Visualizing Viruses Inside and Outside the Host Cells

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Date/Time:Monday, 04 Nov 2013 from 4:10 pm to 5:00 pm
Location:Physics 0003
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Wah Chiu (Baylor College of Medicine)

Abstract: Double stranded DNA viruses infecting both prokaryotes and eukaryotes share a common assembly pathway proceeding from a precursor (procapsid) to an infectious virion. In addition to the coat proteins, the procapsid requires scaffolding proteins, absent from the virion, for proper assembly, and a portal for DNA packaging and subsequent DNA ejection. We have used single particle cryo-EM to determine the structures of several phages at near atomic resolutions (Chen et al., PNAS 2011; Baker et al., PNAS 2013). Our symmetry-free reconstructed structure of phages can reveal structures of various protein components that are not organized with an icosahedral symmetry. Using cryo-electron tomography, we have determined the structures of the cyanophage assembly intermediates inside the host cyanobacteria (Dai et al, Nature in press). Such in situ structural studies provide unique opportunity to determine not only the structures of distinct assembly states of the phages in their maturation process but also the effects on the cellular components in the infected host.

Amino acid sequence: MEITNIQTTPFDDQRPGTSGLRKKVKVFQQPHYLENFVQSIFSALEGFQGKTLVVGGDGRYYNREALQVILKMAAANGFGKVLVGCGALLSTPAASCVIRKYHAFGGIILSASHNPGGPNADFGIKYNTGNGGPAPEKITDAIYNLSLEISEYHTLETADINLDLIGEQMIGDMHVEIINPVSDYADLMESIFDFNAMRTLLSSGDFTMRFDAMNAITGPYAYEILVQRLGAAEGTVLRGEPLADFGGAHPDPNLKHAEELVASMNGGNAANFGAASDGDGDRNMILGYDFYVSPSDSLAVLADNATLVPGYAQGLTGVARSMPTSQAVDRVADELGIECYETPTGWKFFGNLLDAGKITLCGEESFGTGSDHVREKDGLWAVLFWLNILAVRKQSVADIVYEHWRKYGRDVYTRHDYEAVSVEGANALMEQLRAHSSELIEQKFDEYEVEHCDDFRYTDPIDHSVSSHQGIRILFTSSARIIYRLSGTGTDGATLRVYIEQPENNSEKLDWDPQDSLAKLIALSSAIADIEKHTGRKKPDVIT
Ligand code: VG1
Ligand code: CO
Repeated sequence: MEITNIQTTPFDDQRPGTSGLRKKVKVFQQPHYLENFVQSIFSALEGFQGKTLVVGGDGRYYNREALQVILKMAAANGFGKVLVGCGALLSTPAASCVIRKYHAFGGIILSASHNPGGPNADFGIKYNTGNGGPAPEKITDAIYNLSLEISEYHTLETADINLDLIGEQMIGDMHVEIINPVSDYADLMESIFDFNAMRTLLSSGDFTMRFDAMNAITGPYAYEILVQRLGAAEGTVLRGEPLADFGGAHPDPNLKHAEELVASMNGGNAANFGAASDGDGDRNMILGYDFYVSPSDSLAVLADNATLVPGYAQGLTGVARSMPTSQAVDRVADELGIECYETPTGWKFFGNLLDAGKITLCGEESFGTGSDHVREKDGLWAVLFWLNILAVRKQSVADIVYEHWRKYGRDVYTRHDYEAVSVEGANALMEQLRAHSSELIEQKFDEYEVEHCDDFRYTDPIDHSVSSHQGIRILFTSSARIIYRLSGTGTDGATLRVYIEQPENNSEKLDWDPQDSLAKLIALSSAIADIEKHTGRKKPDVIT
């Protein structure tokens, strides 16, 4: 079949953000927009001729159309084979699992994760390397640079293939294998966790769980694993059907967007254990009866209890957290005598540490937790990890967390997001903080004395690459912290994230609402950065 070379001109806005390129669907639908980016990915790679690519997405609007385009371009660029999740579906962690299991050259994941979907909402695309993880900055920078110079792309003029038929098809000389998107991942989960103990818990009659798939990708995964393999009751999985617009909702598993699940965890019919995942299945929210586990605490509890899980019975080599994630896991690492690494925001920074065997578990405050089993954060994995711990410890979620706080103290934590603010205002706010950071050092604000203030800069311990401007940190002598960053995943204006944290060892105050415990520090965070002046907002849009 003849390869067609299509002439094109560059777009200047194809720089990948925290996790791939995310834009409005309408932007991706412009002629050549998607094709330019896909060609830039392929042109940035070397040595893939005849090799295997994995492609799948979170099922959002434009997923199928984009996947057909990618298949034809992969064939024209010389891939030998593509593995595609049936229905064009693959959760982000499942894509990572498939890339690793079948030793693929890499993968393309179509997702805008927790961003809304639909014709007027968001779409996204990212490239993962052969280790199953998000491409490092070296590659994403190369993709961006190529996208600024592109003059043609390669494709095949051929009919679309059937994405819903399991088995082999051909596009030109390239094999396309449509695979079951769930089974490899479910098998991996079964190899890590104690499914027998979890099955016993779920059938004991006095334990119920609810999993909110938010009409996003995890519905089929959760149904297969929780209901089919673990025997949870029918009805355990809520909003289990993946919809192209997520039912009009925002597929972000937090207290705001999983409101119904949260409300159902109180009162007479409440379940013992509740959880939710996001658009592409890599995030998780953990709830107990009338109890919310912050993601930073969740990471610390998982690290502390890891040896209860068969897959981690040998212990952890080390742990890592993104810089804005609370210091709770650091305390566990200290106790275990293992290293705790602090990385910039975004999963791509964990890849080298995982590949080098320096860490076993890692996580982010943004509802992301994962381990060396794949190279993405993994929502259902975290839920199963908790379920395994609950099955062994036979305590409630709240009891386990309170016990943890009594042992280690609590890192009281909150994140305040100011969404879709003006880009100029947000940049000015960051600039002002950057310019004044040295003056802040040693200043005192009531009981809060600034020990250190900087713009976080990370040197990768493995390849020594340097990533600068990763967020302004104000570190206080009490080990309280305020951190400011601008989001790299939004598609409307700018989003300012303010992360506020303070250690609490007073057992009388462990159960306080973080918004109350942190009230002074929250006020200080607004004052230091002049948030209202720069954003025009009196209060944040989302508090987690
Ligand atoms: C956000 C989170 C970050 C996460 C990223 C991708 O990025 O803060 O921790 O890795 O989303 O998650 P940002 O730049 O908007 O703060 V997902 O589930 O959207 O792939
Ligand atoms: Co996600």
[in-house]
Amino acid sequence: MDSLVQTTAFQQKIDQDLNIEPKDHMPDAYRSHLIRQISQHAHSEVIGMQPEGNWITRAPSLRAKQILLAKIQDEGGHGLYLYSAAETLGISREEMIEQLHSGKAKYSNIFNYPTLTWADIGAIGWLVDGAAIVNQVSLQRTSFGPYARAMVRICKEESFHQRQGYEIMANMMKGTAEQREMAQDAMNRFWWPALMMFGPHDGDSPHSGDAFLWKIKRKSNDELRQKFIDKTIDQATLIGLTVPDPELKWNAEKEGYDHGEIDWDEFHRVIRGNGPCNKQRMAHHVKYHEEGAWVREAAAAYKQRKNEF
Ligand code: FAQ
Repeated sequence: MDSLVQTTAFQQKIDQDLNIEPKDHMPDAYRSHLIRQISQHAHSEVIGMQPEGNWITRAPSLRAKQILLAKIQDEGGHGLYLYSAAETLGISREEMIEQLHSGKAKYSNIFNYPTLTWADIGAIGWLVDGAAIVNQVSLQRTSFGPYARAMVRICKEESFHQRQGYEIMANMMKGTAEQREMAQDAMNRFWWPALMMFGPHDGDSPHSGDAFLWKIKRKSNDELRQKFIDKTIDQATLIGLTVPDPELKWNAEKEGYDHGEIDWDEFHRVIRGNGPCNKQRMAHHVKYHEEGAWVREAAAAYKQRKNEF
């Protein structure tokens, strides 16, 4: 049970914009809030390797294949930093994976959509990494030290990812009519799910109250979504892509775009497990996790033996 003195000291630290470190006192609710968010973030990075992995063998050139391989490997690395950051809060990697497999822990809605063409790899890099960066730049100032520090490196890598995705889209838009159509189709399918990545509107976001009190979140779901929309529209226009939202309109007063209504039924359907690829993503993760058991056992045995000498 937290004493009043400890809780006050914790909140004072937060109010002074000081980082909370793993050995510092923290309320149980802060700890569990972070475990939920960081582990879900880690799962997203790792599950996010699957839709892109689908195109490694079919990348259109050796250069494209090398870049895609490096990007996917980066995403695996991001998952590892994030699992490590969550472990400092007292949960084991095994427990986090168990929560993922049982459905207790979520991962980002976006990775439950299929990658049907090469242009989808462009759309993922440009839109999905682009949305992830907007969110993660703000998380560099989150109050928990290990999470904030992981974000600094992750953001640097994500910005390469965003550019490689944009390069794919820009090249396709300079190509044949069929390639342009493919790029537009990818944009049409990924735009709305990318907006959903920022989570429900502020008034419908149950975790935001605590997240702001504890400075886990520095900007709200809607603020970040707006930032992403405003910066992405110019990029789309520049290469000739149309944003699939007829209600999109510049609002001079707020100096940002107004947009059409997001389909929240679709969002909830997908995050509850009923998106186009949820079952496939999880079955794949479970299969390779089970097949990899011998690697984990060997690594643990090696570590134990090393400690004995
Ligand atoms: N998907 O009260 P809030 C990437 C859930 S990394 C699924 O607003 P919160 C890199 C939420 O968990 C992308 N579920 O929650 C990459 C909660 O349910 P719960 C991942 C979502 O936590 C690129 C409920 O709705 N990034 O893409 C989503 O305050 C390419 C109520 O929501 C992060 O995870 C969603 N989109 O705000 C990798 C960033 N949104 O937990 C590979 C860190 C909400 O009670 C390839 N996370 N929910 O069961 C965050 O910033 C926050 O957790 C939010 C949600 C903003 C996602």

Bio: I have been an investigator in the development of experimental and computational methodologies for structural determination of biological assemblies by single particle cryo-electron microscopy (cryo-EM) towards atomic resolution in last two decades. We have recently succeeded in determining maps and associated models of several chaperonins and viruses at ~4 resolution using single particle cryo-EM without using crystallography. In the past few years, i have expanded our technology development to cryo-electron tomography of organelles, cells and protein aggregates. I direct two NIH Centers. One of them is the NIGMS P41 Biotechnology Resource Center (P41GM103832) to support cryo-EM methodology developments driven by over 30 biological projects with investigtors from US and abroad. The other Center is the Protein Folding Machinery Center (PN2EY016525) aimed at translating basic science to chaperone-based therapeutics for neurodegnerative diseases and cancer with 12 collaborative investigators from 7 academic institutions across the country. I have also invloved directly with several training and outreach activities in Houston and around the world to promote the usage of cryo-EM/ET for structural research. As the director of our Structural and Computational Biology and Molecular Biophysics Ph.D. Program at Baylor, I have coordinated the course in computational mathematics for biomedical sciences and systems biology. As the founding co-director of the Keck Center for Computational Biology, I have involved in overseeing several training grants in quantitative biomedicine currently supporting over 60 pre and post-doctoral trainees in six academic institutions in the Houston and Galveston Area.